“MFF’s interest here is to argue that the impression petitioners advance that the previous process for selecting judges to fill vacancies is beyond reproach from the perspective of religious freedom and political independence. Petitioners argue that the previous selection method is so vastly superior in both intent and operation that it ipso facto secured an independent judiciary, and therefore, it has evolved into a constitutional requirement,” said attorney Jon Metropoulos. “(The case) rests on the false premise that the previous system was ‘superior’ in vetting of judicial nominees and secured an independent judiciary.”
The Mountain States Legal Foundation also weighed in on behalf of Gianforte and the lawmakers. Citing Supreme Court Justices Antonin Scalia and Neil Gorsuch, the group argued that the language of Montana Constitution is sufficiently clear to allow SB140 to pass into law.
“Petitioners’ urging that the court consider the Constitutional Convention Notes in order to alter the plain meaning of the text of the Montana Constitution should be rejected,” said attorney Cody J. Wisniewski. “It is the public meaning of the words in the Montana Constitution that bind and limit its lawfully elected legislators, not the subjective intent of the individuals who participated in the crafting of those words.”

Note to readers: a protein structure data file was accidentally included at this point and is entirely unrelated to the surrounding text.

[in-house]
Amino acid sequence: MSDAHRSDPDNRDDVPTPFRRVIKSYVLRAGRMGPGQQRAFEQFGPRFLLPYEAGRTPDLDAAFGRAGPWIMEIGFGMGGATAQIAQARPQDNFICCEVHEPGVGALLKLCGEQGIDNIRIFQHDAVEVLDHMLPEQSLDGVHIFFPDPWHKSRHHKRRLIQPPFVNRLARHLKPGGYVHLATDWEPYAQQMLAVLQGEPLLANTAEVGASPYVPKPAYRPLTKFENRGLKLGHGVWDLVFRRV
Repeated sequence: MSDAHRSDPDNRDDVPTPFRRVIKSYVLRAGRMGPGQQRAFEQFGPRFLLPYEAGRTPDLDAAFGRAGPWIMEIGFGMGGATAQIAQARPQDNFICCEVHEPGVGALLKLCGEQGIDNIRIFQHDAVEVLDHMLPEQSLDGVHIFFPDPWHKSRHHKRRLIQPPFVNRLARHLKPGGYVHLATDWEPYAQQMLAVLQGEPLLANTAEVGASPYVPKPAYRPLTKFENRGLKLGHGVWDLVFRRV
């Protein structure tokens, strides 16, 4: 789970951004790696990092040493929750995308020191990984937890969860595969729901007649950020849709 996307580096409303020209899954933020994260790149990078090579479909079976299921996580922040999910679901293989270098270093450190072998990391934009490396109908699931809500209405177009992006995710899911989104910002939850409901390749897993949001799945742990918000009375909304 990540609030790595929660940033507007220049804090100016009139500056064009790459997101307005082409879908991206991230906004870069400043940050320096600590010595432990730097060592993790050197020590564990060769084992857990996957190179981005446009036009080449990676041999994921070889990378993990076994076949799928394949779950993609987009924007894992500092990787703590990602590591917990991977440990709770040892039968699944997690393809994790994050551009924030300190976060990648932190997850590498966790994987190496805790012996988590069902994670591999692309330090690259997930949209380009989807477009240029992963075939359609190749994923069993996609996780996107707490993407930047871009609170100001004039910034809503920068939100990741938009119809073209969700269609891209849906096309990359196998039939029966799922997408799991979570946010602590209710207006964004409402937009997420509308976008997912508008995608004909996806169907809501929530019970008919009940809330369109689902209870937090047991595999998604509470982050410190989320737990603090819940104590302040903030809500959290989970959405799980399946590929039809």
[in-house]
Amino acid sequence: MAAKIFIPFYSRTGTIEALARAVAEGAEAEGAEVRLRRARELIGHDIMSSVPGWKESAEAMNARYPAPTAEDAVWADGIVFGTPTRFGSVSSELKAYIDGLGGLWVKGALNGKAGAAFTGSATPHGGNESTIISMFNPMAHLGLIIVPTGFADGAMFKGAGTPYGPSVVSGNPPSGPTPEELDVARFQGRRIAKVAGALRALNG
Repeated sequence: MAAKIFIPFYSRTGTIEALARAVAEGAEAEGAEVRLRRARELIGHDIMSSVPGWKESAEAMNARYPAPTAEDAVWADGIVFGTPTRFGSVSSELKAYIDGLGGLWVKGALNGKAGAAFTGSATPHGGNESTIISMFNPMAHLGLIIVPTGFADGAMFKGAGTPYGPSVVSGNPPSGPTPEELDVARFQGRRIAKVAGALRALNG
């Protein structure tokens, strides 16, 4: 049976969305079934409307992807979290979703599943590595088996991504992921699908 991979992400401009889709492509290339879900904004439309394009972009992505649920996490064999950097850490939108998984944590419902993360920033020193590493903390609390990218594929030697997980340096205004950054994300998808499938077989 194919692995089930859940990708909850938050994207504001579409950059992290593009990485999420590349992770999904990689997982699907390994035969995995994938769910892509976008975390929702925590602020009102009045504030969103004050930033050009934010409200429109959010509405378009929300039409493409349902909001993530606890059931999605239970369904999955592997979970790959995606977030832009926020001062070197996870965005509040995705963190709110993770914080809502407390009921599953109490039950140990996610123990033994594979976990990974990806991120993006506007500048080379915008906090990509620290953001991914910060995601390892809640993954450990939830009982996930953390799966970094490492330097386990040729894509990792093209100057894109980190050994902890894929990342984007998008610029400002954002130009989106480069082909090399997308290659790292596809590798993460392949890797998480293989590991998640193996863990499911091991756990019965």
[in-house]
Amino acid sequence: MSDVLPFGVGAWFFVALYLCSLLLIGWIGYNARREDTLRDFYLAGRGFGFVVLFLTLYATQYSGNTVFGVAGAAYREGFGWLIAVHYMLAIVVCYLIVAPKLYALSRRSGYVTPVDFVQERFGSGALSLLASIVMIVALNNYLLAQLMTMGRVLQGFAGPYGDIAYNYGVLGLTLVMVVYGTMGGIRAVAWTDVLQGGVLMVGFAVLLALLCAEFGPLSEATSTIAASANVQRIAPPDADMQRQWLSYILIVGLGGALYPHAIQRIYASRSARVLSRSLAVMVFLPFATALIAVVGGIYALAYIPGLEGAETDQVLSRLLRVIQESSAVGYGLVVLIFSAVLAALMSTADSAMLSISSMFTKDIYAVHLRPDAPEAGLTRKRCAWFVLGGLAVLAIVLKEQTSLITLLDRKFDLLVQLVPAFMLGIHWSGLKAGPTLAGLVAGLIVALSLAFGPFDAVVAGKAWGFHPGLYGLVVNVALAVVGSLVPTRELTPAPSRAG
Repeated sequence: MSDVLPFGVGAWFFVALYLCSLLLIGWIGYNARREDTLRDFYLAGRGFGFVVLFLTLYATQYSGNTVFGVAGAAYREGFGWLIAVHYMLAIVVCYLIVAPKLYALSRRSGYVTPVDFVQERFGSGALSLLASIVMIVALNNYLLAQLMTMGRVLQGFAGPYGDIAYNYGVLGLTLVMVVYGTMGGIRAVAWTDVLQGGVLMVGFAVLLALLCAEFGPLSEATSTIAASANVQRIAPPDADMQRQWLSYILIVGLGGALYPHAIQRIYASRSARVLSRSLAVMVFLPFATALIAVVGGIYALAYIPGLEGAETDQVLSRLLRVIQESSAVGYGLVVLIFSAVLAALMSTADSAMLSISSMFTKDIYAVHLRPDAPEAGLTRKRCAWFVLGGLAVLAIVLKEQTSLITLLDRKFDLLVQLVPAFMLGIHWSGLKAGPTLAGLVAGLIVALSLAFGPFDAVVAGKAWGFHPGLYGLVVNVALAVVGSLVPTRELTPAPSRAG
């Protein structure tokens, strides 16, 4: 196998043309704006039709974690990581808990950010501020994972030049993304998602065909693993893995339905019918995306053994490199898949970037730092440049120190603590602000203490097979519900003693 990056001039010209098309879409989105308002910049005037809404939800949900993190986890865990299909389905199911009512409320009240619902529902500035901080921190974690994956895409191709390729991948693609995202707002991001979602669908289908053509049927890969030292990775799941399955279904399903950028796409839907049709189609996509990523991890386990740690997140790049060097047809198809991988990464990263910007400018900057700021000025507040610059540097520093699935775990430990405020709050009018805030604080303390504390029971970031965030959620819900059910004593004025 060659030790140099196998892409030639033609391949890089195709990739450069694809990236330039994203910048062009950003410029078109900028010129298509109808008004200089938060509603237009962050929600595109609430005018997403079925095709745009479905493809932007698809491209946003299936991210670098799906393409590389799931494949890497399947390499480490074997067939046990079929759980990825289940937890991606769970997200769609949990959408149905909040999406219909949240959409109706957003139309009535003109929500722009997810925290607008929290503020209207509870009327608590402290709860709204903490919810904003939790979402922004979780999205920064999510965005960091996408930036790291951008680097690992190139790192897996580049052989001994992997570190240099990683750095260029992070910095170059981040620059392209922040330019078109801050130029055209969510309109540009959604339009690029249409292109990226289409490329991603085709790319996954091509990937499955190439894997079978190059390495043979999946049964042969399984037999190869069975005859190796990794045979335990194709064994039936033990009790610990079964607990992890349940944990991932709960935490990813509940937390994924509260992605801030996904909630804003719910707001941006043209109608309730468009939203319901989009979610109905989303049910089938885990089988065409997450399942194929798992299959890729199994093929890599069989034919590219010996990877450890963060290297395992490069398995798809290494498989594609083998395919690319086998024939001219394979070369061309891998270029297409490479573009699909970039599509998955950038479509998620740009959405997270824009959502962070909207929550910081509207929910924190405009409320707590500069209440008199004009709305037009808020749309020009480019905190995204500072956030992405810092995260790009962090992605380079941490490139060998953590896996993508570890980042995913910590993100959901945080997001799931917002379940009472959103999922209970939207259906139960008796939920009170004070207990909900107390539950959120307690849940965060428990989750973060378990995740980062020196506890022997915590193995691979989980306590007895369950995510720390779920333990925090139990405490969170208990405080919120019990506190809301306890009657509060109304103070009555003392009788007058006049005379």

Meanwhile, the normally opposing forces of the Montana Trial Lawyers and the Montana Defense Trial Lawyers came together to support the petitioners.
“Because civil litigants on all sides of the ‘vs.’ depend on qualified, fair and impartial judges, the Montana Trial Lawyers Association and the Montana Defense Trial Lawyers are joining as amici for like the first time ever to urge this court to declare SB140 unconstitutional.”
The argument, prepared by a team of attorneys for the two associations, draws upon the notes and published transcripts of the Constitutional Convention of 1972, which give greater detail to Article VII and the judicial selection process.
“It is contemplated that the Legislature will create a committee to select and name those nominees,” said Delegate Ben Berg.
“But it’s not so stated in our Constitution?” said Delegate Swanberg.